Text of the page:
Detox from activists’ stunts (Editorial)
The winter holidays have passed, and for many, it signals the start of a recovery from the sweet treats, bountiful meals and gift-giving pressures.
Some join or return to the fitness center with the healthiest intentions, some start a fad diet, some just go back to their life before the holiday hustle and rush.
The American Society for the Prevention of Cruelty to Animals is getting in on the rebalancing act with it’s Factory Farm Detox, a gimmick challenging would-be participants to pledge a week of not eating foods grown and raised on farms the group deems irresponsible because of farm size, production system or other stigma it attaches to modern animal agriculture.
Those who sign up get guidance on what food labels the ASPCA approves of and encouraging e-mails and “inspirational advice” to keep you on their path.
It falls in line with the push for Meatless Mondays in school lunches and other such stunts to get people to change their diets based on a group or movement’s agenda and more are certainly to come.
In it’s misguided campaign, ASPCA is right on two points: First, many labels on food packaging that describe the food’s origin or how it is produced are hollow, amounting to nothing more than slick marketing that only the most discerning customers can see past. Second, consumers send signals to food companies and farmers every time they checkout at the supermarket or pay or order off a restaurant menu.
Through its own surveys, the ASPCA claims consumers care a lot about how animals are treated on farms and that’s reflected in increased sales of welfare-certified foods.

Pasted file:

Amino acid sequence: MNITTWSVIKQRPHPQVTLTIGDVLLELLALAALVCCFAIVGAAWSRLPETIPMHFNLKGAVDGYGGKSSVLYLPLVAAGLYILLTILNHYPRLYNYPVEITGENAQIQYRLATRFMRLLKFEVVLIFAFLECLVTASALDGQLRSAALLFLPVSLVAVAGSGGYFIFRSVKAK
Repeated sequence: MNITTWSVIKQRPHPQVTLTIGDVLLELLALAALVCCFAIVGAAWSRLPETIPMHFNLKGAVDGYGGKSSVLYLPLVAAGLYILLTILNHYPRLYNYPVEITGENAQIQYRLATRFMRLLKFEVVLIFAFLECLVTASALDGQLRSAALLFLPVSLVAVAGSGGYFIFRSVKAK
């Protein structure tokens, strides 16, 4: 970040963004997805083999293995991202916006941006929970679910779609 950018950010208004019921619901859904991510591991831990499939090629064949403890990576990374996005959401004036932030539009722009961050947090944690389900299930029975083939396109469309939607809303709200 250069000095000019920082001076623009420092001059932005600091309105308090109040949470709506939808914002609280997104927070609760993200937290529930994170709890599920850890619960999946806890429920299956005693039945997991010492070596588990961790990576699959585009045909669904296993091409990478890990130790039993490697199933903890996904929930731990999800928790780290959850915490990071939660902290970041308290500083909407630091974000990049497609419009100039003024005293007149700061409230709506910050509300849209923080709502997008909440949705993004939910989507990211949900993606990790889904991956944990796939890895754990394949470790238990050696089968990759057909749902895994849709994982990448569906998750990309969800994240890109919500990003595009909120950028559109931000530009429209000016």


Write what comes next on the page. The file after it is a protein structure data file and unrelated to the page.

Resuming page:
But a University of Missouri study points to consumer apathy for animal welfare concerns in restaurant settings.
“Restaurants have faced a lot of criticism for how they source their food, and it is logical to think that social cause marketing could mitigate that criticism the way it has for issues in other industries,” said Dae-Young Kim, lead author on the study and an associate professor of hospitality management in the university’s College of Agriculture, Food and Natural Resources. “We found that this kind of marketing does improve trust in restaurants on a variety of issues when the ads include engaging visuals, but when it comes to animal welfare, it doesn’t matter how the message is delivered. Customers don’t care.”
Farmers care. They depend on their animals’ health for their livelihoods and use practices vetted by research and common sense to maintain proper animal welfare.
As the wave of holiday excess subsides, consumers would be better served to detox from the hype of hollow and misleading labels, created either in marketing meetings or by activist group agendas, and choose food that best fits their own lifestyle and values.
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